Archive for November 8th, 2009

Hurricane Ida heads for Louisiana

| 08/11/2009 | 0 Comments

(BBC): Louisiana Governor Bobby Jindal has declared a state of emergency as the US Gulf Coast are braced for the arrival of Hurricane Ida. Forecasters says the category 2 storm is entering the Gulf of Mexico with winds of up to 100mph (160 kph). Ida is expected to gather speed as it moves north over open water towards the US coast. However, the National Hurricane Center said it is expected to weaken before reaching the Gulf Coast by Tuesday. At 2100 GMT on Sunday, the centre said Ida was about 95 miles (155km) west-north-west of Cuba, moving at about 10mph (16km/h) per hour. The storm has already lashed parts of Central America and a tropical storm warning is in place for the western tip of Cuba.

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Foreign relations

| 08/11/2009 | 19 Comments

It’s never easy moving to another country. I arrived here shortly after Ivan. I recall being excited at the prospect of working for a while in the Caribbean. But as the aircraft approached over the azure sea and I peered out the window, it wasn’t quite what I expected. Lush? Oh, not really. More like Vietnam after it had been “liberated”.

I wondered why there were no leaves on the trees and the strange location of some of the boats. You see, you have no idea of the actual damage a hurricane can create through news outlets. And, as you well know, Cayman didn’t get much attention in the media. And it was hot. Real hot. Yes, I’m a gringo and as we headed from the airport on the wrong side of the road, I shed layer after layer. I was fortunate enough at that time to obtain a work permit because many of the requirements had been waived in the need for massive amounts of labor.

And I tell you, without a doubt, in spite of the destruction I saw everywhere, I was intrigued, and also enchanted. Not by the surroundings! By the people. When you come from a country, as I did, where the vast majority are homogenous, you’re looking through different eyes. And what I found was something that supported what I had always believed: We’re basically all the same. Given the opportunity and the right frame of mind, we’re also color-blind.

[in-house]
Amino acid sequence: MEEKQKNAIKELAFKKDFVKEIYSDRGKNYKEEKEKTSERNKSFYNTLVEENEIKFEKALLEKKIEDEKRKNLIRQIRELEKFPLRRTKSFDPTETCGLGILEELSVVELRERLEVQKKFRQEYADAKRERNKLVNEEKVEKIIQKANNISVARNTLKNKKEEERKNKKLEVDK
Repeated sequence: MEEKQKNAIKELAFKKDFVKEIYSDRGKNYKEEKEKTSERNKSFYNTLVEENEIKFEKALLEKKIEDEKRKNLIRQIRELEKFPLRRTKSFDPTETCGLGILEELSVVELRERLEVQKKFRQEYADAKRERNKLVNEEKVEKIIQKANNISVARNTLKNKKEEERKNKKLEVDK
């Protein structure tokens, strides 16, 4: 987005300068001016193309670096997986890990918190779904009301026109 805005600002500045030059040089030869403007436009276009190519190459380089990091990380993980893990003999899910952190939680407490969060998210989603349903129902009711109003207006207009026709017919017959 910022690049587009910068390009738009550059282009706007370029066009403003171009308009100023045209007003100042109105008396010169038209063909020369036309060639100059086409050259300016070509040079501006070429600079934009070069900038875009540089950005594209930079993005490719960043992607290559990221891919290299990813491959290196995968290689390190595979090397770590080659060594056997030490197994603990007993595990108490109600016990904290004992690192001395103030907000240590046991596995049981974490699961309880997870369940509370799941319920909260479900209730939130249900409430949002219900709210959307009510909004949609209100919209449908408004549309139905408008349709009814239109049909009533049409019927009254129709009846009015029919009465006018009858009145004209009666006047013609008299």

Now, if you’re a tourist, which many of us have been, arriving in a different culture and surroundings is interesting. But you do tend to gather together in flocks, take the requisite amount of photos to prove your arrival to friends back home, and approach the experience in many ways as a film you’ve gone to see. But when you move somewhere and work somewhere alongside others, that’s where the experience becomes real and immediate.

Most of us ex-pats are here, in reality, because of work. And very many of us have diverged from that initial purpose in that we have become attached in other ways than through our paycheques. That is a difficulty that many of us have encountered and it’s very personal. From our outlook, we are only here for a period of time. And, as many of the posts on these forums have hurtfully pointed out, in many cases we’re not completely welcome, orat best, seen as a hindrance. On a personal level … it does hurt, because you’re not sure what you’re guilty of, and if so, don’t know how to correct it. I’m open to suggestion.

But I’m not crying the blues, I feel most grateful for being given an opportunity, because I’m not rich, to live here. It’s difficult to express that. Both on a personal and, more importantly, a social level, that’s a serious problem for ex-pats. Other than to show respect, there is a desire on the part of many ex-pats to participate in what I guess we could call an adopted culture, or a culture that has adopted us – sometimes begrudgingly.